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. . . in vain that I tried to wake him. We threw a bowl of cold water over him, but even then he wouldn’t believe that a show was ordered, and absolutely refused to dress. In the end, he came up to the hangars in his pyjamas and an overcoat, and before he knew where he was, someone stuck a flying cap on his head and bundled him into the front seat. A few minutes later, he was fully awake, and shivered with the intense cold at a thousand feet up. He despatched all his bombs over at Mohon and lost no time in getting back ‘toute suite.’

Our next stunt proved somewhat of a failure, not due to any fault of ours, but to that element with which we always had to contend, the weather. Orders had come through that the enemy was concentrating on Amiens and that we were to proceed at once to Arcy-St. Restitue, a French aerodrome south-west of Soissons. From there, we were to carry out a raid on Chaulnes Railway Junction, one of the main junctions supplying the needs of the enemy.

We left late in the afternoon, and most of us arrived just after dark. It was a difficult place to find and no flares were put out, in consequence of which some of the boys had extreme difficulty in locating the landing ground. Everyone arrived safely, however, and there were no crashes.

The weather turned very misty, necessitating the postponement of our raid for a while. It was no better at eleven o’clock, but the C.O. decided to send us in spite of it . . .

 

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As a parting shot, Bourney gave a few bursts with the machine gun—”For that persistent devil on the searchlight,” he said.

Taking up our homeward course, we had only left our target a few minutes when Bourney spotted what appeared to be landing lights, away to the left. He called my attention and we turned to investigate. They certainly were landing lights, but we could see no sign of a machine. Perhaps one was about to land. I throttled back to silence the engine as much as possible, we had plenty of height in hand, while Bourney, all on edge, was ready at the gun. Then, as though specially for our benefit, a twin engine machine came into view, we were right above, and he was landing with the lights full on him. What a sight! He ran, stopped, turned round and taxied back towards the lights and then stopped again, right in the glare. We saw tiny figures running out to him. What a target, and no bombs. We immediately dived and let go a whole drum. We were not more than six hundred feet and the tiny figures scattered like magic, the lights instantly went out and all was darkness. There was no challenge from below, nothing happened, Bourney shot off his last few rounds and we made for C Lighthouse, having had the best bit of fun for many a raid. We told our story in the mess later, and Cherry declared we always had all the luck, although his turn came a few nights afterwards.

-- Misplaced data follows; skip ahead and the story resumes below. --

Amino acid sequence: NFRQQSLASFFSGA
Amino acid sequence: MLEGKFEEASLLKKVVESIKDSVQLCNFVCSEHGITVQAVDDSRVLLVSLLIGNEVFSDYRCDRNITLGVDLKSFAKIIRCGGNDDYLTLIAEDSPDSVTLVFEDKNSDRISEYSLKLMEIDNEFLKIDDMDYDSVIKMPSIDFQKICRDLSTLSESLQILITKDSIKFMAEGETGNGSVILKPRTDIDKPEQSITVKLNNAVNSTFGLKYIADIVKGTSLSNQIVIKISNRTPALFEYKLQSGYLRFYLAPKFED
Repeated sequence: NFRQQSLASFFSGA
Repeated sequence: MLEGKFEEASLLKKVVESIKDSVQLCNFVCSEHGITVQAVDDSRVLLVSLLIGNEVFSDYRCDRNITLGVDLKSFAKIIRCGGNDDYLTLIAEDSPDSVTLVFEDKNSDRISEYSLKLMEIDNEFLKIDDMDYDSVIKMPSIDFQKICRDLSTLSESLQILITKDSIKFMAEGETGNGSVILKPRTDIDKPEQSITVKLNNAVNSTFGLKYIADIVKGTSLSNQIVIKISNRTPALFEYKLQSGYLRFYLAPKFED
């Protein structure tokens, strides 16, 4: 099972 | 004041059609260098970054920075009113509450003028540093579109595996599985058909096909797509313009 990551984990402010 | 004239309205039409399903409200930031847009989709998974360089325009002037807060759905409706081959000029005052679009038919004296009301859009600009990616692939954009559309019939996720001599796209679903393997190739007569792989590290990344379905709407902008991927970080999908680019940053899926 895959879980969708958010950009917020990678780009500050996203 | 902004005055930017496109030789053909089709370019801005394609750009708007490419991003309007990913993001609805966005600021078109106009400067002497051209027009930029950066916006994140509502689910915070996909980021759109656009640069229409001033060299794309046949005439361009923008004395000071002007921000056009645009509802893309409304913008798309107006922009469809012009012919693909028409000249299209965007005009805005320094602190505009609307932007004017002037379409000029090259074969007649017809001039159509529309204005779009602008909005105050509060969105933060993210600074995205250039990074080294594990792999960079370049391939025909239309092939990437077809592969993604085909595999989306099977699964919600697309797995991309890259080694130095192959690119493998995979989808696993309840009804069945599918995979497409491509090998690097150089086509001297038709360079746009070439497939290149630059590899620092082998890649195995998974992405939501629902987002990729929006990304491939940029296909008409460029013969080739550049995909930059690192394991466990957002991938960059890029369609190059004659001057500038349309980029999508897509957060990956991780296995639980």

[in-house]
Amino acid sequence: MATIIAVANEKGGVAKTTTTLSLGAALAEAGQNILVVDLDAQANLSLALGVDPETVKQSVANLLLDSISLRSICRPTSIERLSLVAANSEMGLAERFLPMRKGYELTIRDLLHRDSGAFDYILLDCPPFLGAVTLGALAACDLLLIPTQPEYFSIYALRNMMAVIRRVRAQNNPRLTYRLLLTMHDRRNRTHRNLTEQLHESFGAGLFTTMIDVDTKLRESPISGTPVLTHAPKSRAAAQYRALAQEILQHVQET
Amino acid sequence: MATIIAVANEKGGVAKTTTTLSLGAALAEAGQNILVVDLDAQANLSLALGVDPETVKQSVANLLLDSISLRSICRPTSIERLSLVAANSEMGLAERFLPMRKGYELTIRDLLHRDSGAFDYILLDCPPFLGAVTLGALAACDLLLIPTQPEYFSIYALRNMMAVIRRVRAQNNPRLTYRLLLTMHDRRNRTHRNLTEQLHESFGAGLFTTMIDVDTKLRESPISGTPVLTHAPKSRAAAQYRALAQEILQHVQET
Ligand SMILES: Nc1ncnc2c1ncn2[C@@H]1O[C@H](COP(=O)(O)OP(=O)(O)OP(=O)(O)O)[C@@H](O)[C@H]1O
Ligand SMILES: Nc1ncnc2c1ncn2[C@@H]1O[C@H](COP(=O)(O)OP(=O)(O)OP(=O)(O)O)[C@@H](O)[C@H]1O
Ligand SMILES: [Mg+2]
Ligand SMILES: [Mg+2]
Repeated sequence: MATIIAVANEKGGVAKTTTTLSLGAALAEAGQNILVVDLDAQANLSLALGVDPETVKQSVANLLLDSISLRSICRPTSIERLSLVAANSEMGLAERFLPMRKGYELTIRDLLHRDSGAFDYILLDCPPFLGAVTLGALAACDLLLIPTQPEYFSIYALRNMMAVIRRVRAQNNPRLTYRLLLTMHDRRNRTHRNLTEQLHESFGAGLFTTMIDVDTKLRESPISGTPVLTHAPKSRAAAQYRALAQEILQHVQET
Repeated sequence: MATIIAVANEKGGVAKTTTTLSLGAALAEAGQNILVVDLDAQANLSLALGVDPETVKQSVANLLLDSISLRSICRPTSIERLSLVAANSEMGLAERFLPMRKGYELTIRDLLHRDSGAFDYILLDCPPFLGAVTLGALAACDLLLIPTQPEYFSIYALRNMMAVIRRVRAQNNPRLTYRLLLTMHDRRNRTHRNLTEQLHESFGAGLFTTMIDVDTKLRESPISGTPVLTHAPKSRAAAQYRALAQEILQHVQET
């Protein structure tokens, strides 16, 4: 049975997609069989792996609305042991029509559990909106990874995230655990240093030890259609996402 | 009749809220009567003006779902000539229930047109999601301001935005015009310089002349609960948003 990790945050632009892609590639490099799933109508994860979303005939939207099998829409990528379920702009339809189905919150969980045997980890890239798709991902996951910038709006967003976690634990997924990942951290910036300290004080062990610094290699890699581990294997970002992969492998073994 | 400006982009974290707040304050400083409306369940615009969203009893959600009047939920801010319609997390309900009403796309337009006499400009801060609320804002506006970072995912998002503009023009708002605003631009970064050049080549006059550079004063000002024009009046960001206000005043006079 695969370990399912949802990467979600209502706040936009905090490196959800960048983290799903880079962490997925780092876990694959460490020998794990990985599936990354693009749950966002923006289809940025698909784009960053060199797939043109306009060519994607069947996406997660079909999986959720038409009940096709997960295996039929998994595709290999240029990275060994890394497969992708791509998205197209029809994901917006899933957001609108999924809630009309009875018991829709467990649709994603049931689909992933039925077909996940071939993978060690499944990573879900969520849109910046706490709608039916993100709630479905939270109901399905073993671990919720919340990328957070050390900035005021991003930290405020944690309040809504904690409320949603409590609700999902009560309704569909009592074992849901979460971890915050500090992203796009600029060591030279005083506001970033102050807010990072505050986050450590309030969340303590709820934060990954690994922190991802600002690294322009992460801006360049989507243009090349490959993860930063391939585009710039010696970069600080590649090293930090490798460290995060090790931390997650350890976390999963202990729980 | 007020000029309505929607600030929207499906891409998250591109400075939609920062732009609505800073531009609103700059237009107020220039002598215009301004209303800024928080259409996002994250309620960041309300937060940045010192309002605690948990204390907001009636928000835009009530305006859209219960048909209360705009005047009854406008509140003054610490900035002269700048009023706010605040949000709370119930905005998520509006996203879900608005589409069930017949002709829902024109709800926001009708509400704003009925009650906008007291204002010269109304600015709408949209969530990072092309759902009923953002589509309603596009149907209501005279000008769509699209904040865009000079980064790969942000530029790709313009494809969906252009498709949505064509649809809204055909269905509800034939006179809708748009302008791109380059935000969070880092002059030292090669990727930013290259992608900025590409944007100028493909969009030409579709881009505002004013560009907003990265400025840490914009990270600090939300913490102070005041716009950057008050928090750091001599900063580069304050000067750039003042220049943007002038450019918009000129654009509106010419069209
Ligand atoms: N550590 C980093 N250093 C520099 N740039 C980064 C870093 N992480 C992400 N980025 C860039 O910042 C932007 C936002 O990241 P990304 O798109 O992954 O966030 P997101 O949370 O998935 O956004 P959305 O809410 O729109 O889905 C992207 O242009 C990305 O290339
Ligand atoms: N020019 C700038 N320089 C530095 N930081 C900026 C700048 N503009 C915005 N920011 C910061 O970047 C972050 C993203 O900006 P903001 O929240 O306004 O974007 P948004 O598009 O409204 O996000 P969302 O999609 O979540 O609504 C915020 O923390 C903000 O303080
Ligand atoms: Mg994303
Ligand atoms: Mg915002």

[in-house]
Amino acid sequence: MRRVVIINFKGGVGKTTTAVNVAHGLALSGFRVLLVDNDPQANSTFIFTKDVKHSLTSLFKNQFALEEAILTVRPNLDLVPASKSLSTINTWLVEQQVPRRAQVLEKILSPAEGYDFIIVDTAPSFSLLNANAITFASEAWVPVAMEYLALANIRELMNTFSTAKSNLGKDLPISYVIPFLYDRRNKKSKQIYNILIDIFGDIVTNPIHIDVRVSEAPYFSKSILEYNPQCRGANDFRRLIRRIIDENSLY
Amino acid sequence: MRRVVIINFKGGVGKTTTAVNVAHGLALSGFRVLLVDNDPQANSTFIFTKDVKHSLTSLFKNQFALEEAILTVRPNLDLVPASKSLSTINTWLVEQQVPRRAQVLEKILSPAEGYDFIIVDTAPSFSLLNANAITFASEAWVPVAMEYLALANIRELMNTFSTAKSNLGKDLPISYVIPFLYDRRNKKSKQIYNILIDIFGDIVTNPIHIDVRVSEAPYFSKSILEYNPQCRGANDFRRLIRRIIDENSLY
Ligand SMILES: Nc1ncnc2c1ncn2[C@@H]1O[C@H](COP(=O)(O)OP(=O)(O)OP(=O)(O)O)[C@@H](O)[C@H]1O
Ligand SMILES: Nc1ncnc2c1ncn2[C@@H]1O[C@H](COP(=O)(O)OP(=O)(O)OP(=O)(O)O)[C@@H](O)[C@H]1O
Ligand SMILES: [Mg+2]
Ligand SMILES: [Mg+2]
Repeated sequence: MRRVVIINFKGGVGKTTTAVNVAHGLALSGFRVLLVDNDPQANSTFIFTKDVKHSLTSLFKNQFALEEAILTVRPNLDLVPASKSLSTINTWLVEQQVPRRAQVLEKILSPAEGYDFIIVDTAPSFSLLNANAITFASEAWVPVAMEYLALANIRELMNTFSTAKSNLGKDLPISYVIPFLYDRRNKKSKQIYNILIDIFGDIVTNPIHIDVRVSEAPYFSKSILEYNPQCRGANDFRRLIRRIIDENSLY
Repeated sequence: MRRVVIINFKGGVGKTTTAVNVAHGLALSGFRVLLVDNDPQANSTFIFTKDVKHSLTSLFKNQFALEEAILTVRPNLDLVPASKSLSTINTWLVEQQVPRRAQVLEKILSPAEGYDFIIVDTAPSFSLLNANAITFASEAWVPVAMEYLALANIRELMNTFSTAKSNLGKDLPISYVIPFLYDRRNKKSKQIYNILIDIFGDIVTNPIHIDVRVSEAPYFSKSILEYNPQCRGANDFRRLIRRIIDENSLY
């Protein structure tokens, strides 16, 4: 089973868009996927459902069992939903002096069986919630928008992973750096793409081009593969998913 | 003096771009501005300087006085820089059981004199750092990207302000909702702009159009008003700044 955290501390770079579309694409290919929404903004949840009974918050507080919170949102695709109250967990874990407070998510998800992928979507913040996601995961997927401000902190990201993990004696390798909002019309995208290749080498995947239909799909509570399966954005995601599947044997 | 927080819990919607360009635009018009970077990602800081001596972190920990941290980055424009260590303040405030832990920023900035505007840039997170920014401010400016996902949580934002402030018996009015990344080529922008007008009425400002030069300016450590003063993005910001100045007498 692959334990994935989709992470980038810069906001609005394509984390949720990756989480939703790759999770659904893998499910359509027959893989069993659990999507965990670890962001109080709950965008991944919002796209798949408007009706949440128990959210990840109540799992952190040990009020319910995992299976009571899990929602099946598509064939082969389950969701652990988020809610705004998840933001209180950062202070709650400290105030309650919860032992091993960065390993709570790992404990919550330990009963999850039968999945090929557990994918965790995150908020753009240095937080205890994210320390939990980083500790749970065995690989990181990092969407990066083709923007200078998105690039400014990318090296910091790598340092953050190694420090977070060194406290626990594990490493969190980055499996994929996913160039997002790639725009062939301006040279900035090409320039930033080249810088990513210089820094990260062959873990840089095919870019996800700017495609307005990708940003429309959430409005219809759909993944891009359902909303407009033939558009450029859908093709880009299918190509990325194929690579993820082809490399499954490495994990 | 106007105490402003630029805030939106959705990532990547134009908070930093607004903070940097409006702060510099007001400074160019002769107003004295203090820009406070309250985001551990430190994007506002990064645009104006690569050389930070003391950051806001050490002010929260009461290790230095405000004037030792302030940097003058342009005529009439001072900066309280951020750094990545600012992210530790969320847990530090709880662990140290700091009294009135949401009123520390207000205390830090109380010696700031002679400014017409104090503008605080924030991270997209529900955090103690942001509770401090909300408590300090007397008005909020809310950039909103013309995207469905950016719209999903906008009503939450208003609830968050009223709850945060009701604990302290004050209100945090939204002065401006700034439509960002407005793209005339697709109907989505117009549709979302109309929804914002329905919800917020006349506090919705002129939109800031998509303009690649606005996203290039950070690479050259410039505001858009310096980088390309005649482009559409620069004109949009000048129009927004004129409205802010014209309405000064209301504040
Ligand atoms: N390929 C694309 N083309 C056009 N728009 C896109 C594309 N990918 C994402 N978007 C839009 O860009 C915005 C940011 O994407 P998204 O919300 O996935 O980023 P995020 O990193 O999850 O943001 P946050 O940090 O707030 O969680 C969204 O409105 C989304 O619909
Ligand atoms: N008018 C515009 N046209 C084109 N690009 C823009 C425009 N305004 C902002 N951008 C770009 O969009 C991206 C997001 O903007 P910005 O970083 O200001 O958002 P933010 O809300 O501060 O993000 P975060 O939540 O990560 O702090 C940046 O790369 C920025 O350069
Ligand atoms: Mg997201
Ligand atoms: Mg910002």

One hundred and seven bombs were dropped on or around Boulay Aerodrome on this our first . . .

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Australian Campaigns in the Great War being a concise history of the Australian Naval and Military forces 1914 to 1918

Australian Campaigns in the Great War being a concise history of the Australian Naval and Military forces 1914 to 1918

Australian Campaigns in the Great War

Australian Campaigns in the Great War being a concise history of the Australian Naval and Military Forces 1914 to 1918 by Lt the Hon. Staniforth Smith – with a preface by Ernest Scott. (160MB download). Includes 5 maps of Gallipoli, Western Front and Palestine campaigns and 16 illustrations. 206pp.

Price: $5.00

Sample pictures below – not full size

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Biography of author